Doctors of chiropractic have a variety of professional opportunities in the healthcare field
By Deborah Jeanne Sergeant
Students pursuing chiropractic degrees have every reason to look forward to a satisfying, solid career. Chiropractor J. Todd Knudsen, vice president of institutional advancement and special projects at New York Chiropractic College in Seneca Falls, represents one of the two chiropractic schools in the state.
“Alumni of our doctor of chiropractic [DC] program have a wide variety of professional opportunities from which to choose,” Knudsen said. “For example, they might decide to be a principal in a solo practice, become an associate practitioner working for another chiropractor or seek employment in a multi-disciplinary or medical practice such as a VA medical center or a regional hospital.
“A DC graduate can also pursue residency training and specialize in additional areas like nutrition, sports medicine, diagnostic imaging, orthopedics, neurology, pediatrics, teaching or spine care.”
Over the past 10 years, chiropractic has developed and advanced over in many ways, including public perception. Knudsen, who is also a diplomate of the American Chiropractic Board of Radiology (DACBR) — a certified specialist in diagnostic imaging who can order and interpret advanced imaging such as a CT scans, MRIs and ultrasounds — said that a “strong body of scientific research” shows the value of chiropractic care as an effective alternative to taking medication and undergoing surgery for the issues it treats.
Many people wary of prescription pain medication, including opioids, want an alternative approach to their pain. For those whom chiropractic is appropriate, they can often resolve issues more quickly than through rest alone.
Chiropractic is also integrating with overall health care organizations such as the VA health system.
“Chiropractors have the very rewarding experience of making a difference in the lives of their patients by increasing the patients’ quality of life and bringing relief to suffering, often when relief has been unavailable through traditional medicine,” Knudsen said.
While medical doctors usually work on-call hours, chiropractors typically set their own hours if they operate their own practice.
Steven Sadlon, doctor of chiropractic at Chiropractic Health and Acupuncture in Penfield, said that he enjoys the flexibility and the comprehensive nature of chiropractic. He said that although reimbursements from insurance companies have stalled in the last 20 years, more insurers are now covering chiropractic care.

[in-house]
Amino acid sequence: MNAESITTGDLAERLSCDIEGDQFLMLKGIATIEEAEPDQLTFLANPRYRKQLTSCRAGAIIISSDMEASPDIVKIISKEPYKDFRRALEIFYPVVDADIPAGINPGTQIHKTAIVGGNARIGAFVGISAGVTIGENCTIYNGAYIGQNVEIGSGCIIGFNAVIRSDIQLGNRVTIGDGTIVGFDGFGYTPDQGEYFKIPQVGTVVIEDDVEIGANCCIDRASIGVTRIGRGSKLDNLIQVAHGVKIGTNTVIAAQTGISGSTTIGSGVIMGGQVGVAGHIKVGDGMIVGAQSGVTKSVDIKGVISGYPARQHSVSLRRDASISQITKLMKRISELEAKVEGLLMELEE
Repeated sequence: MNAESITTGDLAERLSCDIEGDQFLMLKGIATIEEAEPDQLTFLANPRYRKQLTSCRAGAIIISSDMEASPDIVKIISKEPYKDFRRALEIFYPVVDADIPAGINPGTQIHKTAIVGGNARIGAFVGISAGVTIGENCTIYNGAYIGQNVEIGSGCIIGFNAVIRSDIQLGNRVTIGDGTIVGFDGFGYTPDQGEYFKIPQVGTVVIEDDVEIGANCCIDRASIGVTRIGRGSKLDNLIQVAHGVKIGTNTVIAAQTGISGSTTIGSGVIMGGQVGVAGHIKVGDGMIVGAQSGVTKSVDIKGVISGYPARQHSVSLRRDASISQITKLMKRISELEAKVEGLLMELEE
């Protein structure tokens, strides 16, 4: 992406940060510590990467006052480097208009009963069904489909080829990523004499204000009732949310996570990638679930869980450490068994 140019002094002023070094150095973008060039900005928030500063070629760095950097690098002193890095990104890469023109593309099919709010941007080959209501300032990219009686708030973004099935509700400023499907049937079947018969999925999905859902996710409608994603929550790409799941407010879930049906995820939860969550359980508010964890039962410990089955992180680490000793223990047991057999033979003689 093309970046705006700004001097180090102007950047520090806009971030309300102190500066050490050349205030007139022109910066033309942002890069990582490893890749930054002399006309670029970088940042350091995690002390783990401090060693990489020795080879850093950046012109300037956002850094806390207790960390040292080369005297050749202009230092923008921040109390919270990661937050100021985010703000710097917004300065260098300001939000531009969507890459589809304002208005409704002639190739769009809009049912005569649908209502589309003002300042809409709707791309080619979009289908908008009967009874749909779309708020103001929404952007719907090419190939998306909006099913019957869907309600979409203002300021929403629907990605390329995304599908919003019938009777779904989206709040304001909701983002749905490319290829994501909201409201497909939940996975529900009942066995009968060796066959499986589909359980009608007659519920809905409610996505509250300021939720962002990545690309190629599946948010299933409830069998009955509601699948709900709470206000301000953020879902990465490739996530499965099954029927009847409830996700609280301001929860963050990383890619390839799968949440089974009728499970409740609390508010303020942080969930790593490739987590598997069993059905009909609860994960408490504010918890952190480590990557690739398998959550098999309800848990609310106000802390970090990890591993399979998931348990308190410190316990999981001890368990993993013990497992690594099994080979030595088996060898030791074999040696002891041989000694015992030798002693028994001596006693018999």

“We have different therapeutic options many providers don’t,” Sadlon said. “The opportunities are there, but anything you do, you have to make it happen.”
For some, forming or joining a practice with massage therapists and other types of practitioners enables them to minimize overhead to make up for low reimbursements. Others forgo working with insurance companies so they can charge more realistic rates and spend the time with patients that they need.
At Goshorn Chiropractic in Webster, chiropractor Steven Hill, said that chiropractors can enjoy a wide variety of ways to practice. “You can focus on nutrition, manual therapy and new technology with spinal decompression,” he said.
Spinal decompression, according to WebMD.com, is a type of motorized traction that may help relieve back pain by takeing pressure off the spinal disks.
Some chiropractors operate a retail location selling durable medical equipment like neck braces and supports.
Chiropractic “is getting better and better,” Hill said. “It’s going up. We’re on more insurance plans and are more accepted in the medical community. Now that insurance companies are beginning to recognize the cost-to-benefit ratio, that’s another boost in our favor.
“It’s expanding and getting bigger. We’re on the forefront.”
Median Salary for Chiropractors: $67,520
Tuition and fees to become a chiropractor at New York Chiropractic College in Seneca Falls is $122,820 for the standard 10-semester program. The alumni have a .8 percent rate of student loan default. Studentloandebt.com states that the rate is 11.35 overall for two- and four-year schools nationwide and 8.05 for New York.
The Bureau of Labor Statistics’ outlook for chiropractors is 12 percent job growth nationwide from 2016 to 2026, compared with 7 percent for all jobs.
The median pay nationwide was $67,520 in May 2016. New York’s annual mean wage for chiropractors is $90,570. In the Rochester area, it’s $67,880; in Western New York and it’s 63,380. No data was available for Syracuse / Central New York.